We will be entering a world that we are unfamiliar to and we must remember that these are fellow humans. They may act different, have chosen a different path or look a certain way. But, it is important that we develop a keen sense of acceptance for the environments we will be placed in. In this piece, she describes that a fellow author had dehumanized  and degraded the people of the DTES that she was trying to describe. Whether this was intentional or not, the author of the article may have encountered the problem that most of us face: misunderstanding. I have personally used words for the people that I have seen on the street that have labeled them and used preconceived notions to place a particular depiction of them in my head. Having not understood or taken the time to evaluate their story or situation, it is unfair to simply ‘call them names’.

The way this blog author puts it, “The tone of this piece reminds me of someone going to the zoo to cautiously view wild animals. It’s eerily similar to racist depictions of Indigenous people by European colonizers when they arrived in the “new world”.  By placing these tags on people that have foreign lifestyles, it can be seen as a “racism deeply institutionalized to the point that it is the norm in White North American society.” She brings up the importance of recognizing our status as outsiders.  When you assume they need your help, there is a tendency to impose solutions on the people you are trying to help – solutions they may not need or even be open to. To avoid such conflict, it is important to consider the pressure and the type of attention that this neighbourhood is surrounded by. “The Downtown Eastside is constantly swarmed by outsiders, who claim to have good intentions, but are usually much more predatory than they appear.  This neighborhood has a rich history of community organizing and resistance against predatory condo developers and the opportunist governments who work in partnership with them.”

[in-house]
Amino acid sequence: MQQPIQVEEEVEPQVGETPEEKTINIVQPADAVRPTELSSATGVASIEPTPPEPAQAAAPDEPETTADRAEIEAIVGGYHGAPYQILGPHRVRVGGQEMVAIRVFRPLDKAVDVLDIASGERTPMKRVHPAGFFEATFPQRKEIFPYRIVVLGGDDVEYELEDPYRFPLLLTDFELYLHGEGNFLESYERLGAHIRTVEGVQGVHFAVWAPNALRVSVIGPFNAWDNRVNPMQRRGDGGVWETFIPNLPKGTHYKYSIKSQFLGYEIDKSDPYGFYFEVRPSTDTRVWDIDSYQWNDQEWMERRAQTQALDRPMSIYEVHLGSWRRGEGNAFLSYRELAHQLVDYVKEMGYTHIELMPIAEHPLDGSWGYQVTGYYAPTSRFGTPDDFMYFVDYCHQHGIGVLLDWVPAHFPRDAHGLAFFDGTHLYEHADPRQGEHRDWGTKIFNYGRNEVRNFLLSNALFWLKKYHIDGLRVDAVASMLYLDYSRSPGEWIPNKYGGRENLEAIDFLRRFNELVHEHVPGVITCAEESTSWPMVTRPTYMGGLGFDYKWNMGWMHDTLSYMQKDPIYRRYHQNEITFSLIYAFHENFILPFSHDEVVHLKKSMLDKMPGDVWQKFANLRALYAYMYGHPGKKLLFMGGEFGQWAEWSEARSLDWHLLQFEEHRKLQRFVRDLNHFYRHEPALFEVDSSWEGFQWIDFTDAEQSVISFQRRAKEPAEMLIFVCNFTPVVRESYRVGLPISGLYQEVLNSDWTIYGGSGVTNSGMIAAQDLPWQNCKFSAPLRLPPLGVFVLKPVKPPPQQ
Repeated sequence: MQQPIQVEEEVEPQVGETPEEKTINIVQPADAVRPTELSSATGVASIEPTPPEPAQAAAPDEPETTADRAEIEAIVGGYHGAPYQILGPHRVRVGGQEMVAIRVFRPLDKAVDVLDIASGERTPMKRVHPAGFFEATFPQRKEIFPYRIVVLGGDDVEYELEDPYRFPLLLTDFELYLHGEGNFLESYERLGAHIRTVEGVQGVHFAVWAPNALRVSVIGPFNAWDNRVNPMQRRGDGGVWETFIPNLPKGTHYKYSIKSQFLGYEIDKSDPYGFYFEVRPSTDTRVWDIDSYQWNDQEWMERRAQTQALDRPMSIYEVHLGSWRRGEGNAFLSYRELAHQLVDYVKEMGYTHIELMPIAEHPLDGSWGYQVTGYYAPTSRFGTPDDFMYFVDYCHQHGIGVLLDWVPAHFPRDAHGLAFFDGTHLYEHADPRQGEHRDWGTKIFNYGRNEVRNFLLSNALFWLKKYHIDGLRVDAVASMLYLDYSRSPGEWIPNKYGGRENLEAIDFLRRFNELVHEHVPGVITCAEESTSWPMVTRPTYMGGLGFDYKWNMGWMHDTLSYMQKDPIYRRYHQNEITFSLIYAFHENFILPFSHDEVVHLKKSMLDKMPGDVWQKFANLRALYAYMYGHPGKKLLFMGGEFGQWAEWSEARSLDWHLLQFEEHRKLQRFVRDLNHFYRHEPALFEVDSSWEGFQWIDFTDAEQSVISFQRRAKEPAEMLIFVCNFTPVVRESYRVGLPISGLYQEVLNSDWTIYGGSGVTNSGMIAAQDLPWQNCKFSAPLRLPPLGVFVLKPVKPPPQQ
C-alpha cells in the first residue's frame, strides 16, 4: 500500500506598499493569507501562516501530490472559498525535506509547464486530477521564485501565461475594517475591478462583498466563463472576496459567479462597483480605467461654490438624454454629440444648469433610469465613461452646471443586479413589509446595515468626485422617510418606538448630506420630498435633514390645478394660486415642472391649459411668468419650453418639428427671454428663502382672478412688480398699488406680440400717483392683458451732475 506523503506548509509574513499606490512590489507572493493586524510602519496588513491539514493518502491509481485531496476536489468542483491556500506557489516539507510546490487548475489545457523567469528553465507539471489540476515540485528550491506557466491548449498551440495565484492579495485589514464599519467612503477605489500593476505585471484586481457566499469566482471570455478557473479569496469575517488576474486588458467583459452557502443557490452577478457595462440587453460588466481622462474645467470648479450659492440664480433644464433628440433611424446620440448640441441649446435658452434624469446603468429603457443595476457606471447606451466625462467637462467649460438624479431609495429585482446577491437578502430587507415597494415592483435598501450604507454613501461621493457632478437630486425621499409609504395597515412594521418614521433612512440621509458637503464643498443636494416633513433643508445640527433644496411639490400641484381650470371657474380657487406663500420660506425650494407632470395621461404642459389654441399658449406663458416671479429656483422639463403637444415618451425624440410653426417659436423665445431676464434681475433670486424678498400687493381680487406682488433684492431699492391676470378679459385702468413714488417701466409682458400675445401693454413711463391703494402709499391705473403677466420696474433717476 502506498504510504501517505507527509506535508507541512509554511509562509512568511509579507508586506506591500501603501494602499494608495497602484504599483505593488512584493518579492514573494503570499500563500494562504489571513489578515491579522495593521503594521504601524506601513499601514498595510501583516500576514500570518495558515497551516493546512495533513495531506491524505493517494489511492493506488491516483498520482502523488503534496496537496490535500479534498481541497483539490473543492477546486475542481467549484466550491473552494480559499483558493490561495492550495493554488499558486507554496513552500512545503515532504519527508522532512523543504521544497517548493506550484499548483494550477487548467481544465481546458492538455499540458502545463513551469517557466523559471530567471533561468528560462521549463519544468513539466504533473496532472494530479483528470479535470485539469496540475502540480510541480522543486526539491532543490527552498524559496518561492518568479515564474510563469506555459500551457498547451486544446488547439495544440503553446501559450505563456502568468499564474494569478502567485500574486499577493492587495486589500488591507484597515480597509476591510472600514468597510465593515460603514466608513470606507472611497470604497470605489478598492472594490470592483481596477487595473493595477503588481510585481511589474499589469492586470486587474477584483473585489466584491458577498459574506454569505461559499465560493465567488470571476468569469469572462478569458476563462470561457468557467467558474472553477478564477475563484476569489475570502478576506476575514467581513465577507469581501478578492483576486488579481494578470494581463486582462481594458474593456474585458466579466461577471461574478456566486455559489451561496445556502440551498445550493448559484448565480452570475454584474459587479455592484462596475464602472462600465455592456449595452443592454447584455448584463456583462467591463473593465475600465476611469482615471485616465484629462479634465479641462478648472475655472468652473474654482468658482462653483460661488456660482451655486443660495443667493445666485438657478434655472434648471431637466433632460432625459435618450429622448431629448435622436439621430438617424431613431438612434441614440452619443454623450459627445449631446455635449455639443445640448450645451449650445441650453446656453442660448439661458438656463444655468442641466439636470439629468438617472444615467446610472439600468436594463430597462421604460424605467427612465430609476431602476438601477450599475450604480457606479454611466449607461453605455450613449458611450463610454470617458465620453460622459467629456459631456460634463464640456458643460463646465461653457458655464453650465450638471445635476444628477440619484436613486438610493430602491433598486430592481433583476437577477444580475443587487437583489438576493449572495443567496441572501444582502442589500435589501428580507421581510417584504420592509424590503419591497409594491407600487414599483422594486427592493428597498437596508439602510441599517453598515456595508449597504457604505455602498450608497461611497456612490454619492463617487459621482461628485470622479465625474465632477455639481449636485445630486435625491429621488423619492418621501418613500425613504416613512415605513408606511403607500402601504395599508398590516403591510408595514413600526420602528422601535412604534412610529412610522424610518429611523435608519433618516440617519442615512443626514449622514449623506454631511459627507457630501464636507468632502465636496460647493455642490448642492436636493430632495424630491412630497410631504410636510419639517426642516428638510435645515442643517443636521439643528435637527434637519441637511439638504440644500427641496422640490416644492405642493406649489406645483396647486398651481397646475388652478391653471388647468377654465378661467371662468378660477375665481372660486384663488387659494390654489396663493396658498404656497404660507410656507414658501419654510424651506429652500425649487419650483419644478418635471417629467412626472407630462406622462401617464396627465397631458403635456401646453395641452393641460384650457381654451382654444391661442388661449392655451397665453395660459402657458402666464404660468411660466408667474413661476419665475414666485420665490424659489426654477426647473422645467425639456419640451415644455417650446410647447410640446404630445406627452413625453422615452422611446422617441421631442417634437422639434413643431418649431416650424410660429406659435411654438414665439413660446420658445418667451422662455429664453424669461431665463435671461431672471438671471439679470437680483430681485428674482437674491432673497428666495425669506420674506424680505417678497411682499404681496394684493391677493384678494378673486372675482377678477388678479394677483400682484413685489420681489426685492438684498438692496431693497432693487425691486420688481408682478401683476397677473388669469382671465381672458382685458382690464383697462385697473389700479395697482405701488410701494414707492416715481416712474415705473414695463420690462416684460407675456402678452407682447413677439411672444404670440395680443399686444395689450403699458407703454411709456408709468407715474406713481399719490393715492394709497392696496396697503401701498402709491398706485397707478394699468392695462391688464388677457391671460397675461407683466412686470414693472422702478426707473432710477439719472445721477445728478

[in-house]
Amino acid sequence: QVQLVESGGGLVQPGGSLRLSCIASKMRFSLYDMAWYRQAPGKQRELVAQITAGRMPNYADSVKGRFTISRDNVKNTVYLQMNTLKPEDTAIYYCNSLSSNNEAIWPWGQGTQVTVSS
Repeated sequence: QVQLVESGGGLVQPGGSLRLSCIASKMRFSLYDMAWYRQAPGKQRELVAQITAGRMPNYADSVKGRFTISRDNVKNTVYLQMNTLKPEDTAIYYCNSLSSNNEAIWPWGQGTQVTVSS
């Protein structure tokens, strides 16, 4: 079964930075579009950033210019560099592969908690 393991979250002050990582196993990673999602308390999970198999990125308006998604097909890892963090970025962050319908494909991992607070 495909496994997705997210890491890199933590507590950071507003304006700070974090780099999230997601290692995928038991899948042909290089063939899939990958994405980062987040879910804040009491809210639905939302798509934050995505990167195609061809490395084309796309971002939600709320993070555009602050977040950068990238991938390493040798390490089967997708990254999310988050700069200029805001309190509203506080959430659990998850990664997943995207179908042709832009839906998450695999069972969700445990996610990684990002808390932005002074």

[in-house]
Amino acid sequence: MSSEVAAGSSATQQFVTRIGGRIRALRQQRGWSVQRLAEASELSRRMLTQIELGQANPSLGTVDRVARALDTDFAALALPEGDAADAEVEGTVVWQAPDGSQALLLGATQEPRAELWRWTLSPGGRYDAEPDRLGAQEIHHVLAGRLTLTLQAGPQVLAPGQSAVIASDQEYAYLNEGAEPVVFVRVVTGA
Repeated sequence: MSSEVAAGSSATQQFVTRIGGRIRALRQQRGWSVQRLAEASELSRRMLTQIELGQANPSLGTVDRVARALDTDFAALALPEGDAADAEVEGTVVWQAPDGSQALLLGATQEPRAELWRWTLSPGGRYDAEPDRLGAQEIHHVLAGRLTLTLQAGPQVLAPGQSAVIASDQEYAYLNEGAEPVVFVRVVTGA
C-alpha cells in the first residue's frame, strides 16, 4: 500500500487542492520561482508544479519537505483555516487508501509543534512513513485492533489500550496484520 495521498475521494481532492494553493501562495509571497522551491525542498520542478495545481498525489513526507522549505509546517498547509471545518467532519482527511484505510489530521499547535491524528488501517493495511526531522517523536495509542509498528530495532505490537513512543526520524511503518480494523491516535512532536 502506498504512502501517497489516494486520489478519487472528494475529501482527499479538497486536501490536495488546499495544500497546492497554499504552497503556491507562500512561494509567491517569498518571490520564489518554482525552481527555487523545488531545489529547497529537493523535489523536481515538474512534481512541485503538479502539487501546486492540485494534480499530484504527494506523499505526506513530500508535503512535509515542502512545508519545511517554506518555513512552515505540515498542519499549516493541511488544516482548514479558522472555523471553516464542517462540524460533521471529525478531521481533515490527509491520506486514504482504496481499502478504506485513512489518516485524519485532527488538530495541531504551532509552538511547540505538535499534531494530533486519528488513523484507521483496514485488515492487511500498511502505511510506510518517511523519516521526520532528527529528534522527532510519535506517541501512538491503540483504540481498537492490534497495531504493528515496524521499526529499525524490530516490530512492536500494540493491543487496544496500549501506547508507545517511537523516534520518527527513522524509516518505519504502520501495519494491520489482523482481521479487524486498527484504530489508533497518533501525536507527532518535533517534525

We, as volunteers from a foreign area, are outsiders, entering a realm of unknown. It is up to us to consider, research and ruminate our own values in order to depict the themes and messages that we choose to involve ourselves in. This trip will test these boundaries and make you reevaluate the terminology that has potential for biases.  “Despite the purity of our intentions, in our fumbling infancy we sometimes accidentally cause harm where we mean to be helpful.” This author doesn’t claim to know all the answers and neither should we. Remember, everyone’s got a story and no one is perfect. This goes a long way when you think about it. The slogan “live with intention” plays a big part in how we should go about this trip. This doesn’t mean that if you slip and state a term that could be deemed offensive or that you’re all the sudden unfit for the position. This is why we learn. It is important to challenge yourself and to enable your own ability to perpetuate true intentions. For me personally, I know this will be a huge learning opportunity to be mindful. To go into this with pure intentions of solidarity, connection and empowerment, you will fulfill an alliance and create a path for your own experiential learning development.